Dr. Martin Couney's Coney Island baby display was a sideshow attraction that ran from 1903 to 1943. Over the course of those 40 years, Couney and his nurses cared for approximately 8,000 prematurely born infants, saving their lives thanks to a newfangled medical technology – incubators. The incubator babies on Coney Island were displayed for paying visitors, and the funds raised went to their care. Though at first glance it may seem garish – after all, the babies were effectively treated as a "freak show" – this Miracle at Coney Island saved 6,500 babies, one of whom went on to live to be 96 years old.
Dr. Couney discovered incubators while in Europe, and he realized that they could help premature infants in the United States. So, he brought the idea overseas and attempted to implement it in modern hospitals. However, the medical establishment in the early 20th century didn't see the point in using them. Couney was convinced of the incubators' healing powers, and he set up his sideshow attraction with permission from the infants' parents. For just 25 cents a visit, visitors helped pay for the babies' medical care.
Dr. Étienne Stéphane Tarnier, a French obstetrician, came up with the idea of keeping premature infants in incubators. He was inspired by the warming systems used by farmers to keep chicks warm after they hatched. In 1880, L'Hôpital Paris Maternité in France became the first hospital to use these devices on babies, and, by 1888, Dr. Tarnier was publishing reports on the success he was experiencing with them. However, it was Dr. Pierre Budin, who worked with Couney, who told him about the incubators, with the notion of spreading the idea around the world. They displayed them at the World Exposition in Berlin in 1896 to that end.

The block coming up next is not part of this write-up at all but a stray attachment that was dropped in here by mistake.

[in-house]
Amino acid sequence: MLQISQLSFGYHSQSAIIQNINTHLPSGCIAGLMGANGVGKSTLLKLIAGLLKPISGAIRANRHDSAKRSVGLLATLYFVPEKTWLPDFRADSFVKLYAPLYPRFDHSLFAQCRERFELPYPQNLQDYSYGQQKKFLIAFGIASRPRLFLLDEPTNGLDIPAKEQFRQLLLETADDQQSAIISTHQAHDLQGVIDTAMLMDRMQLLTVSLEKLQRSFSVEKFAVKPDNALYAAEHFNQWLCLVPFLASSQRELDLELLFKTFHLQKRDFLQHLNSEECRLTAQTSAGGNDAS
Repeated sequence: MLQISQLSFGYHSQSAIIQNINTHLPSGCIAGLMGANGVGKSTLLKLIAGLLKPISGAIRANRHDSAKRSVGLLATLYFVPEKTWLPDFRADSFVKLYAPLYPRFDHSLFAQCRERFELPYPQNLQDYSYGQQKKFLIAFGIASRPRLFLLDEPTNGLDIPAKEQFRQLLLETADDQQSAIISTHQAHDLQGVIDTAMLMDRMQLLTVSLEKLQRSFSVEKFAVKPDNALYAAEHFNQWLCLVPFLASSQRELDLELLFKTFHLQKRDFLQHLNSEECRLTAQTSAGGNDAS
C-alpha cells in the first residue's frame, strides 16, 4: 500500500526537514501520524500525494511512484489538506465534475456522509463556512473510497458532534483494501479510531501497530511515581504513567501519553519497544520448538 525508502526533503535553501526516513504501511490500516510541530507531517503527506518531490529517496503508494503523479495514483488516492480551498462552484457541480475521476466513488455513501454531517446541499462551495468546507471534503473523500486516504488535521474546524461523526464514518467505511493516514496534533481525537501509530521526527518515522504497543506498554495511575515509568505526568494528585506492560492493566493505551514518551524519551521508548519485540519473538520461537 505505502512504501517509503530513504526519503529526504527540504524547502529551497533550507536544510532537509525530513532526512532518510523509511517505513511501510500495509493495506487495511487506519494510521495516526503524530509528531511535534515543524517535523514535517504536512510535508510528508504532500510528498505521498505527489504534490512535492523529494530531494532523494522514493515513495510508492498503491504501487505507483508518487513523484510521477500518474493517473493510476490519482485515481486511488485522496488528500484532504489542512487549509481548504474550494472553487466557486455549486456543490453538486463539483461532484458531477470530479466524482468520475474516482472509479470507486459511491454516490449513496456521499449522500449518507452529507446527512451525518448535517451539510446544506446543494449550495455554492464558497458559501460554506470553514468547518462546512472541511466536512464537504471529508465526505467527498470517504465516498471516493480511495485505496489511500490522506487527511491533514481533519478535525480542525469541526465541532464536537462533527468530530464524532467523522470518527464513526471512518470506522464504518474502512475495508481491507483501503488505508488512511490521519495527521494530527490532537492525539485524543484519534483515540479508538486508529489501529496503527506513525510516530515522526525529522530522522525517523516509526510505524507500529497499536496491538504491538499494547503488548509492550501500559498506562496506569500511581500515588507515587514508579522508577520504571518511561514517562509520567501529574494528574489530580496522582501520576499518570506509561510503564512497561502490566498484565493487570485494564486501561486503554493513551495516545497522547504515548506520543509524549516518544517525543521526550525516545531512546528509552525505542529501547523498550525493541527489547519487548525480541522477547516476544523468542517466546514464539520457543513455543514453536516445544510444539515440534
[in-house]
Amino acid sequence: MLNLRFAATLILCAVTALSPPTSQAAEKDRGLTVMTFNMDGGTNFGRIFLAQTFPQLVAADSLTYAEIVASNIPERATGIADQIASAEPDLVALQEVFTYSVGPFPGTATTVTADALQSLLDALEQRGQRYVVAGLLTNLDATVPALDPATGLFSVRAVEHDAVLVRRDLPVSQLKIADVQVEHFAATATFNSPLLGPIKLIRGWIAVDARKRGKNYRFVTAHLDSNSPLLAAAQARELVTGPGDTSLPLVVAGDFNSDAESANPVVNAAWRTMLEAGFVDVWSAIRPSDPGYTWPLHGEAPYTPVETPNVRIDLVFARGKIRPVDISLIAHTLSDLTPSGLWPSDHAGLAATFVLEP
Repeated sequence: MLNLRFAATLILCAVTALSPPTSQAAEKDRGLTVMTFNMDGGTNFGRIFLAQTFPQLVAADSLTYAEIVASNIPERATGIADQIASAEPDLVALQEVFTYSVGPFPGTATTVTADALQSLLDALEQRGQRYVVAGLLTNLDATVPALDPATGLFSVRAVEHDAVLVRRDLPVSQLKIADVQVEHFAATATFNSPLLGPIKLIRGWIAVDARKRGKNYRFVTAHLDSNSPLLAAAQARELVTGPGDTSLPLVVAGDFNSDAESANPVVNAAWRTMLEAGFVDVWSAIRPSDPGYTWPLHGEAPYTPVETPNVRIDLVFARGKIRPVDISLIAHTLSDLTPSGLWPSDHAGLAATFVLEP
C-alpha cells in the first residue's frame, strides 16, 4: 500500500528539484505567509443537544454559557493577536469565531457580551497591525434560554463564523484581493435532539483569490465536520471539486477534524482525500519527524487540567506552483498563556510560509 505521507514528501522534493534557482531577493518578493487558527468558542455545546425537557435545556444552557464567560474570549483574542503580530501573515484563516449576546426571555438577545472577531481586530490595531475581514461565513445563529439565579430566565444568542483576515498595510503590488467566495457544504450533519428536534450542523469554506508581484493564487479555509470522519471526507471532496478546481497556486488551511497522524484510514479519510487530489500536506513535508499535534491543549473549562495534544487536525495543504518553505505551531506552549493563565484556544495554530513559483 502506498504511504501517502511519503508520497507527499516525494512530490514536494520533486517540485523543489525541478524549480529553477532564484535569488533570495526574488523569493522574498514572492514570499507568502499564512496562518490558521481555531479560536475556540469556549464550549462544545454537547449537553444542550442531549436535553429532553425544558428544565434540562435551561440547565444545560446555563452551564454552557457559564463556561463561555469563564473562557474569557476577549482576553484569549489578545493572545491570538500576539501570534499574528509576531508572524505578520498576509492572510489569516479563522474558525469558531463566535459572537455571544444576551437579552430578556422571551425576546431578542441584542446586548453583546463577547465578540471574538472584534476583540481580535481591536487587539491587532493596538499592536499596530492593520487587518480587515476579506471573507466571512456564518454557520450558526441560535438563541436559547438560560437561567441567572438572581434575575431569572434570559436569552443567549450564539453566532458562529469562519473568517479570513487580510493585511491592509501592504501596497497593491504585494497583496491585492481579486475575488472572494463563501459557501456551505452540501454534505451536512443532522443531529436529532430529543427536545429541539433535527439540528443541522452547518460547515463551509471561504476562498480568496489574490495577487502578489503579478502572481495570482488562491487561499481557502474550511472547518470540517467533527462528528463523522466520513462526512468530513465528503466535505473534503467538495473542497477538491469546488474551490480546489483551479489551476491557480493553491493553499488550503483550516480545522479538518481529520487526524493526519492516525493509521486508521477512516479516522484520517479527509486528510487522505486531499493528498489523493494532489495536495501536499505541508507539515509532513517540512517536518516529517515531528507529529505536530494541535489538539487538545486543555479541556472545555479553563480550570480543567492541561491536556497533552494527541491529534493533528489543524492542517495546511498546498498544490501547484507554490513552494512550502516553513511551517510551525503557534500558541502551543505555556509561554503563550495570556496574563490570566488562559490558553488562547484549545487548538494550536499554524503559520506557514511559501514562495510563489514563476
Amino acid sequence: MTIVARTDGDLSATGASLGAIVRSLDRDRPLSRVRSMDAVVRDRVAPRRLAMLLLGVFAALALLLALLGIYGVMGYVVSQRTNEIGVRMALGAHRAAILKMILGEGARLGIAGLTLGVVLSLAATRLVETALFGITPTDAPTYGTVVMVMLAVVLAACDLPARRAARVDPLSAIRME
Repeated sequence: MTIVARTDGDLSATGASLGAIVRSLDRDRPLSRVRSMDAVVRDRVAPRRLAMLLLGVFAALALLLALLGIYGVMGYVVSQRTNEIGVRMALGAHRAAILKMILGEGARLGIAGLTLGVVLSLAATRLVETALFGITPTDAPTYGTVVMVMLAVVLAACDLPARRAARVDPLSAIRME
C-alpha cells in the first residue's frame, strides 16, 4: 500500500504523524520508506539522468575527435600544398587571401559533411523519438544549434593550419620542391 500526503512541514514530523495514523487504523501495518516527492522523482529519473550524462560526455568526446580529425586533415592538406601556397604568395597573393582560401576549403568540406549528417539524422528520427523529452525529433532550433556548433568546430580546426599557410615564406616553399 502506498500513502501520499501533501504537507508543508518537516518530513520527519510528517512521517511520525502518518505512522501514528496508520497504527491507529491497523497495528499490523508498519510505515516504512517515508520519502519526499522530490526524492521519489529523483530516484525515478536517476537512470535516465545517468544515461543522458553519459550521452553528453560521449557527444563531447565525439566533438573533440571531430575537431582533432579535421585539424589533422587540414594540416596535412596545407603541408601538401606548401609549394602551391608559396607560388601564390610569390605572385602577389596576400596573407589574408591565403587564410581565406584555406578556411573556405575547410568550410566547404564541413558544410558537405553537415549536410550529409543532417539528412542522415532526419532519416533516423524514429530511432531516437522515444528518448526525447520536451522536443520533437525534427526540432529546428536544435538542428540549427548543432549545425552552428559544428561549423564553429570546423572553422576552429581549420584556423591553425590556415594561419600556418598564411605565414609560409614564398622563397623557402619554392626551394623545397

Couney ran his exhibit/clinic on Coney Island from 1903-1943, and his displayed infants were well cared for by trained nurses and other medical professionals. He had two wet nurses living in small rooms near his sideshow attraction, as well as standard nurses. He kept two local doctors on staff, even though they didn't live onsite, just in case something went wrong or a baby needed additional care.
Coney Island is an amusement park located outside of New York City. The first sideshow (then called a "freak show") opened there in 1880. These shows remained popular until the middle of the 20th century. Among the acts located there were Zip the Pinhead, a man with microcephaly, and Josephene Corbin, the four-legged woman. People paid to see the sideshow acts, including Couney's premature infants in incubators, who seemed to fit right in with the other human "oddities."